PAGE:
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Maurice Dawkins, Assistant Director for Civil Rights of the Office of Economic Opportunity, invites Dr. King to attend a meeting aimed at funding summer projects for riot-prone cities. Mr. Dawkins has already encouraged President Johnson to help fund $75 million for summer programs.
Dr. Abernathy recaps accomplishments of the Southern Christian Leadership Conference for 1966. He states several objectives for the organization's efforts for 1967.
After the bombing of a local church, Dr. King delivered this statement attempting to both criticize the actions of the perpetrators and provide a sense of calm to Albany demonstrators.
Dr. King informs Mr. Simmons, President of the Consolidate Association, that he will not be able to travel to New York to accept an award from the association due to the struggle in the South.
In this letter Mrs. S.M. Brock pleads with Dr. King for assistance in recovering her mother's inheritance. The inheritance was allegedly squandered by the mother's attorney. For the assistance, Mrs. Brock offers $50,000.
This document details an amended budget for the SCLC's Anti-Poverty Coordinating Committee.
Emma Kramer, the Secretary of the Speakers Bureau, writes to Dr. King to negotiate the details of his presentation at the University of Illinois.
Dr. King informs Mr. Otwell that, due to prior obligations, he will not be able to write the article for the Sunday edition as requested. However, he assures Mr. Otwell that he will look into the possibility of editing a section of "Why We Can't Wait" to be published instead.
At the Tenth Annual Convention of the SCLC, Dr. King delivers this introduction of guest speaker, Sidney Poitier. Andrew Young further praises Mr. Poitier for informing the black community that one should be "proud to be black" because "black is beautiful."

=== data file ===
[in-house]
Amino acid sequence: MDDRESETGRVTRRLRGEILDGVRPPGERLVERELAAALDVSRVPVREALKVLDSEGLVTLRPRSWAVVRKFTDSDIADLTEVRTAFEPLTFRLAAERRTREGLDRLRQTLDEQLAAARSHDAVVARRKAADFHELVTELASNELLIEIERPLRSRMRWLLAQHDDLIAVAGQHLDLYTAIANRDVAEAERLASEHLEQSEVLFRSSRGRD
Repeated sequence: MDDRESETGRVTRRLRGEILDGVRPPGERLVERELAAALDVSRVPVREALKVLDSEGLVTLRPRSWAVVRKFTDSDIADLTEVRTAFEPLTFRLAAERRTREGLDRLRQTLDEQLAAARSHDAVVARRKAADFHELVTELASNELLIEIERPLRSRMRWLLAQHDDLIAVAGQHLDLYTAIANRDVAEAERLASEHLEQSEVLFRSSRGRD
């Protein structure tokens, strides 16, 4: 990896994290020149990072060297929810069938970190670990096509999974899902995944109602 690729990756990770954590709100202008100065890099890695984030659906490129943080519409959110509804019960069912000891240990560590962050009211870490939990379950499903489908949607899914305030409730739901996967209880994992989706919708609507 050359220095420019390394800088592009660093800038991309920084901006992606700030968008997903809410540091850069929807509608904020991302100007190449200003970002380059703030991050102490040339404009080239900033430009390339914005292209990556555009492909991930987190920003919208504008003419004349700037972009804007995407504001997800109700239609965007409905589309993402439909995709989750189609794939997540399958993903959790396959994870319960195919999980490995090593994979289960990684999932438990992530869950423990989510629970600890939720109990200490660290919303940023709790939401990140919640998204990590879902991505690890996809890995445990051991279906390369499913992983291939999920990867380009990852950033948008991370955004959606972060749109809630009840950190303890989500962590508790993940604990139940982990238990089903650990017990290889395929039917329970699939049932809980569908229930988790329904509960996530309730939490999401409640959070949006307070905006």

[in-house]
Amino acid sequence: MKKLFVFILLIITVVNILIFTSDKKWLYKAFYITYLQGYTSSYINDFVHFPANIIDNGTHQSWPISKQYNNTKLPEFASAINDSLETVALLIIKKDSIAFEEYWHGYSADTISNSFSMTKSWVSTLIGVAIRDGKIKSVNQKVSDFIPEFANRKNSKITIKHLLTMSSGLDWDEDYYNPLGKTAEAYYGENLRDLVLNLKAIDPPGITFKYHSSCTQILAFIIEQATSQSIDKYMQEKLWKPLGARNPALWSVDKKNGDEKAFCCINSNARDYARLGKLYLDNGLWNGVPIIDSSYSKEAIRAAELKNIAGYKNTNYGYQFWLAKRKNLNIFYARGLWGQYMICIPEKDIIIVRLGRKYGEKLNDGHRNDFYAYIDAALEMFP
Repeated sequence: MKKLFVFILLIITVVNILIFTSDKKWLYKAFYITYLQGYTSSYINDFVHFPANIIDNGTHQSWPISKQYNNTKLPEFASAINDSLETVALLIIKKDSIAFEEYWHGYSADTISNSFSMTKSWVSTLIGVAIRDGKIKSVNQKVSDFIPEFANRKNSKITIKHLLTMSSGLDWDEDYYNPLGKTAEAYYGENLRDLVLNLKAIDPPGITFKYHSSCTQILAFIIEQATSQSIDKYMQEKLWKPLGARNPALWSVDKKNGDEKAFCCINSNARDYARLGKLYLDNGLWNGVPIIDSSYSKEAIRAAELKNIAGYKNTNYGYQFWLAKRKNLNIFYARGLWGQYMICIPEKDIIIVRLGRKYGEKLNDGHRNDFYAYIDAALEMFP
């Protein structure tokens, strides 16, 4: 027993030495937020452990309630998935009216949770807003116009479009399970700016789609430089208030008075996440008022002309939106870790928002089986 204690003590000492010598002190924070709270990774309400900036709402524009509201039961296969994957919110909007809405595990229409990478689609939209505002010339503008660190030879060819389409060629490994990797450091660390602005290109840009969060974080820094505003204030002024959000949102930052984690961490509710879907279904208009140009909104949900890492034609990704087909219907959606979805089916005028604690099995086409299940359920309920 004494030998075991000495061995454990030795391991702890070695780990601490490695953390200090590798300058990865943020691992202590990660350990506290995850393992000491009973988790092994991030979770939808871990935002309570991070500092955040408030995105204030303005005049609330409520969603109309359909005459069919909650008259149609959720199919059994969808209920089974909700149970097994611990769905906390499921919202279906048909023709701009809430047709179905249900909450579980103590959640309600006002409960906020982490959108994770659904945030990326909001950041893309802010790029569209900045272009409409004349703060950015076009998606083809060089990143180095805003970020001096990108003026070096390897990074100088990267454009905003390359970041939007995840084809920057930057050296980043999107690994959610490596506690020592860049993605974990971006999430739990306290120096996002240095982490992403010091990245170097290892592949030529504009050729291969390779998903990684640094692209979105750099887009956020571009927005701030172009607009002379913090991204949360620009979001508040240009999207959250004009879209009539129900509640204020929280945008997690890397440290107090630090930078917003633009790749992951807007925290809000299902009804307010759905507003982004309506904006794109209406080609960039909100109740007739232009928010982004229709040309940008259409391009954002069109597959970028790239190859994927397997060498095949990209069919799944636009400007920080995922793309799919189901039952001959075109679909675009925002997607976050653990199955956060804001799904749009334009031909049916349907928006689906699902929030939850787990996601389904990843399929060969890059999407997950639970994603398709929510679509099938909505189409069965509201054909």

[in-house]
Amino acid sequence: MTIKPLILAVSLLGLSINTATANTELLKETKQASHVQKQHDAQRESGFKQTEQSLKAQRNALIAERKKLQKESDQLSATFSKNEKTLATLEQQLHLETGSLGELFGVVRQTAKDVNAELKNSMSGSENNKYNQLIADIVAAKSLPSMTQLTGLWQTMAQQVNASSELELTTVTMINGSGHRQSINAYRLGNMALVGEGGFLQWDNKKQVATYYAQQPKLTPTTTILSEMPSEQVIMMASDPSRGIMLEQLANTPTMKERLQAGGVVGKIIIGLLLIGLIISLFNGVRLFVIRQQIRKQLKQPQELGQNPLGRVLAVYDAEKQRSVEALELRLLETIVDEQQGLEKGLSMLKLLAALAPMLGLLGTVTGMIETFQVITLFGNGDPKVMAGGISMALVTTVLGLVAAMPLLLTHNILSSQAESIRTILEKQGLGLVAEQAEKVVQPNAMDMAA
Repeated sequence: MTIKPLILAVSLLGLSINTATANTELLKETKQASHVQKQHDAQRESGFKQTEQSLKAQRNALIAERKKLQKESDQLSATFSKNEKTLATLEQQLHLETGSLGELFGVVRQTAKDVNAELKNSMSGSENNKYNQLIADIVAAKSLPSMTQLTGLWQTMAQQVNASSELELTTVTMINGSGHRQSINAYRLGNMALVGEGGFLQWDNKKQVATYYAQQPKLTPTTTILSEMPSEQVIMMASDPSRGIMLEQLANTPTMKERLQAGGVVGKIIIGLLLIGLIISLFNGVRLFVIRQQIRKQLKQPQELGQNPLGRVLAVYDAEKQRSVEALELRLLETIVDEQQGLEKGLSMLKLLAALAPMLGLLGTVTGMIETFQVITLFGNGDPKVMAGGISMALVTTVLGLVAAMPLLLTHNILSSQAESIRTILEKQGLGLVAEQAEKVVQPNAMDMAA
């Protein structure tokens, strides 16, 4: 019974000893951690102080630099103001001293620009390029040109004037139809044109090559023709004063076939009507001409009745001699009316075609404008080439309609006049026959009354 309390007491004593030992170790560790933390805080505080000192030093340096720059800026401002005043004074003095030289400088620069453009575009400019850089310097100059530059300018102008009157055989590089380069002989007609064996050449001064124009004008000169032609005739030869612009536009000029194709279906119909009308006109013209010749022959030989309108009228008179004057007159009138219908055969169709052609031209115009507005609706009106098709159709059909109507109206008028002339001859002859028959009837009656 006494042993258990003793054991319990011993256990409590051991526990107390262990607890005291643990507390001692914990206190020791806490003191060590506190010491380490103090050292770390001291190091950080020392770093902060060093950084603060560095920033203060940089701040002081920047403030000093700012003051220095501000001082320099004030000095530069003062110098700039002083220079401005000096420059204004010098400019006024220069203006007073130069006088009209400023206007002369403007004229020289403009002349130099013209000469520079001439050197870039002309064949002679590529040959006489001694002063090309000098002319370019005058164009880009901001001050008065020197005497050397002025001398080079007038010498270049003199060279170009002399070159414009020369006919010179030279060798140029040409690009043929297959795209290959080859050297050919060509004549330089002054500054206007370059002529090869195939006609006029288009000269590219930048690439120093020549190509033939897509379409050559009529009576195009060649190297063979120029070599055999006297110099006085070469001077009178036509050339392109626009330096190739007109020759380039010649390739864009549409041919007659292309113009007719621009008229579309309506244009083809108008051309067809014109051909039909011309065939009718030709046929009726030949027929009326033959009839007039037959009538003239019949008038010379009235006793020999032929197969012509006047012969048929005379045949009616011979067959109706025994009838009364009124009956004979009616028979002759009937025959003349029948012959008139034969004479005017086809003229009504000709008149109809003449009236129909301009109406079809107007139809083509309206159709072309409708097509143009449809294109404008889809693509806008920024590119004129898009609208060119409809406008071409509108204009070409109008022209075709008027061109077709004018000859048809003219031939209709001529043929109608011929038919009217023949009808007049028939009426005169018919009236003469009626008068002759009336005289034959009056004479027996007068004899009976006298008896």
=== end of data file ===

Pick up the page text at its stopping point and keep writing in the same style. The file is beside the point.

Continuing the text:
In this retained copy of his letter to Sandy Ray of Concreta Tours, Dr. King postpones his planned tour of the Holy Land. Dr. King suggests observing the escalating conflict there, along with the strife in Greece, before revisiting further plans for trips to those areas.
Dr. King informs Reverend Harvey Gault that he cannot accept the invitation to speak at Bethel A. M. E. Church. Dr. King lists some of his present and future commitments in explaining the capacity of his schedule.
This newspaper article describes efforts of Dr. King in seeking aid for Negroes in Northern cities slum areas and the formation of a third political party to run in the 1968 Presidential Elections.
Rev. Louis Sharples writes Dr. King to enclose a financial contribution on behalf of the Church of St. Alban the Martyn. Rev. Sharples expresses their awareness and concern for those negatively impacted by the march in Selma and hope their contribution can offer some assistance.
The Meeting on National Negro Politics highlights congressional races with "the most potential for political gains by black Americans" in the 1968 elections.